Diagnostic methods and tools used to identify TMD

Diagnostic tools for TMD include:

  1. Slit-Lamp Examination: A specialised microscope that provides a detailed view of the cornea's structure.3
  2. Corneal Topography: Mapping the corneal surface to assess irregularities.3
  3. Optical Coherence Tomography (OCT): An imaging technique to identify thinning areas in the cornea.3
  4. Clinical History: A comprehensive patient history, including a family history of TMD, can be useful in diagnosis.3
  5. Confocal Microscopy: This advanced imaging technique allows for a detailed examination of corneal layers.3

Distinguishing TMD from other corneal conditions can be challenging but it is based on several key differences, such as:

  1. Location: TMD primarily affects the corneal periphery, distinguishing it from central conditions like keratoconus.3
  2. Symmetry: TMD is typically bilateral and asymmetric, meaning it tends to affect both eyes at different rates. Some eye conditions are unilateral, meaning they only affect one eye.3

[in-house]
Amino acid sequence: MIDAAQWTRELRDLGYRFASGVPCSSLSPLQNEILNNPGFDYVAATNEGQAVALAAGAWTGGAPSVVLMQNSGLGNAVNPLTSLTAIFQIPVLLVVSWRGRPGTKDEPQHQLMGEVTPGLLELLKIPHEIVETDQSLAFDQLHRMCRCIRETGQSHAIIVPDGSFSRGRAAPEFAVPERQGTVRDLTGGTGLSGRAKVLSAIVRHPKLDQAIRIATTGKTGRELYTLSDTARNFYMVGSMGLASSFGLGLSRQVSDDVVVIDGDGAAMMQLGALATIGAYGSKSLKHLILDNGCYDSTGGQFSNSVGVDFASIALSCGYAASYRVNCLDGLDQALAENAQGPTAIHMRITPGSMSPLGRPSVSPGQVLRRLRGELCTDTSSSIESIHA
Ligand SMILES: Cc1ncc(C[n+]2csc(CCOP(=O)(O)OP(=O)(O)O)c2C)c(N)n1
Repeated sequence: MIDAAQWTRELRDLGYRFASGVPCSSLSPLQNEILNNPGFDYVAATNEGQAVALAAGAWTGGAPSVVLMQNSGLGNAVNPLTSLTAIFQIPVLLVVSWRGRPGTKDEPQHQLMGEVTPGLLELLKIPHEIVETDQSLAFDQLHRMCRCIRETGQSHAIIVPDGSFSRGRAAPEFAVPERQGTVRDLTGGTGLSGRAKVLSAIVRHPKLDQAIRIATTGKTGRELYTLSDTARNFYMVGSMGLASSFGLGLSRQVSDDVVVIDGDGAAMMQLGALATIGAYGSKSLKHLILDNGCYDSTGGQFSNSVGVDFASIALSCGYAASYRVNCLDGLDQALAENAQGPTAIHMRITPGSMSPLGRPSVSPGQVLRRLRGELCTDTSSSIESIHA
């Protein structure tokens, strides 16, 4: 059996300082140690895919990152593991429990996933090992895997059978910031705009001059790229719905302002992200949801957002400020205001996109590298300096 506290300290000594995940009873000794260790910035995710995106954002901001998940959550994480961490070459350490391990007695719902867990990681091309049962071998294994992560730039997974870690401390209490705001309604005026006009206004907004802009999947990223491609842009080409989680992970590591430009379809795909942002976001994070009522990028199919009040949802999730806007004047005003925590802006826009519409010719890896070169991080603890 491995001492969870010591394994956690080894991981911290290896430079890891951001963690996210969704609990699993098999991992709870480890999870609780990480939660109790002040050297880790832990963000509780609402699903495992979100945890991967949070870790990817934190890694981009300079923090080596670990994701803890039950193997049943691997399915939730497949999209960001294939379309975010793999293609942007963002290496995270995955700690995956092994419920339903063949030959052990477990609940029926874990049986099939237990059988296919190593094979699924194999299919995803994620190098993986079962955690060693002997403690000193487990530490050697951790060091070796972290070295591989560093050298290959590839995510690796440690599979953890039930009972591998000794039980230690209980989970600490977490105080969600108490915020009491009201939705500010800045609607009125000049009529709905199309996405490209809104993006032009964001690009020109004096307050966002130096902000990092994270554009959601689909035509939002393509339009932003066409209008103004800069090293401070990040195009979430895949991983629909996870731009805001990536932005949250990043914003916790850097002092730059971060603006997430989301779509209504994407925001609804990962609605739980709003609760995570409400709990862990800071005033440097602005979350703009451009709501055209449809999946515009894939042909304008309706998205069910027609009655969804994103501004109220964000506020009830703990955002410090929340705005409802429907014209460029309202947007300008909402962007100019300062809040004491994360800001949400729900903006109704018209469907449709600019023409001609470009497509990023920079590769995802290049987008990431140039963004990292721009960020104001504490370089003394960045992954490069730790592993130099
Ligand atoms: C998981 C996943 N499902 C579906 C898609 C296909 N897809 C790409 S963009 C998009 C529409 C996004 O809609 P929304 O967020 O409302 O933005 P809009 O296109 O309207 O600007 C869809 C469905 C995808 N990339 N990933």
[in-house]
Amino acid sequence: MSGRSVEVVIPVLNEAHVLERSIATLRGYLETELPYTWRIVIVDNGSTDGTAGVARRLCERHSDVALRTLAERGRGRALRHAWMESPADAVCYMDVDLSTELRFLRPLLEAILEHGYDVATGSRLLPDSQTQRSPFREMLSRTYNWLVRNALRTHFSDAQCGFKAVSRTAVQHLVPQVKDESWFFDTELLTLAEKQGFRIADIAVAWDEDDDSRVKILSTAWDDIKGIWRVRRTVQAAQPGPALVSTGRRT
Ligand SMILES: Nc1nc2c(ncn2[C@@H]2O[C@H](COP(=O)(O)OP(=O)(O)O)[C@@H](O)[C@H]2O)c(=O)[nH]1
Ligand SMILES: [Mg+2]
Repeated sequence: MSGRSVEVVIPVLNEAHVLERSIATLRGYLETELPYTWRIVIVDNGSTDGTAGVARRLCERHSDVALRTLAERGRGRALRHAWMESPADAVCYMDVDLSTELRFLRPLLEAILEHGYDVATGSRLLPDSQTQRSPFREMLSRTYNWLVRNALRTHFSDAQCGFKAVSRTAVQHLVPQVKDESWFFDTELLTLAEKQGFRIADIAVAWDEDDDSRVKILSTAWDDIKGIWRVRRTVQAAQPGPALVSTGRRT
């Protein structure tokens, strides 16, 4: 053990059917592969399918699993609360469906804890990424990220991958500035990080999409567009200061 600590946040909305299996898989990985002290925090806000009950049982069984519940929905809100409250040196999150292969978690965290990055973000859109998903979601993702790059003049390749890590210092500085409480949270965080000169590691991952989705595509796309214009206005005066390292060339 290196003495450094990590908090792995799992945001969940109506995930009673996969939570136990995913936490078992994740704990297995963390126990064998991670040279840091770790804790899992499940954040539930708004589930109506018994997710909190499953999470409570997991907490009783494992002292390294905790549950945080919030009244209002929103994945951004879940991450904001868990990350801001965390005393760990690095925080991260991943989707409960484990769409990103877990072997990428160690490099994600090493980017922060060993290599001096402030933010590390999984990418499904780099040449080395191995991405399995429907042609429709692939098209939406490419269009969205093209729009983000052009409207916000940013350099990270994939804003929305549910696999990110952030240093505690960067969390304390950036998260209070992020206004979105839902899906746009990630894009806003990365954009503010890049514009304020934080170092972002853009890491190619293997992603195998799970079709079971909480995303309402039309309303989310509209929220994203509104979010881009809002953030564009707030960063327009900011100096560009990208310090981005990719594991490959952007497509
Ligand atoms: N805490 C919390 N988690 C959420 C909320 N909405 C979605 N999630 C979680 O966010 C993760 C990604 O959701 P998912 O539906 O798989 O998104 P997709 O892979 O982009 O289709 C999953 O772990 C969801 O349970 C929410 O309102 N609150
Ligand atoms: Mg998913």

3. Slow Progression: TMD progresses slowly over years, in contrast to rapid changes seen in certain conditions.3
  4. Symptoms: Specific symptoms like peripheral vision loss and glare sensitivity are more indicative of TMD, and there tends to be less pain and inflammation than conditions such as Mooren’s ulcer, which causes moderate to severe pain.3

Management and treatment

In most cases, TMD does not cause severe symptoms and can be managed with non-invasive methods, such as:

  1. Corrective Lenses: Initially, mild TMD may be managed with glasses, addressing early astigmatism and visual distortion.2
  2. Contact Lenses: Specialty contact lenses, such as scleral lenses, can provide improved vision by creating a smooth corneal surface, compensating for irregularities.2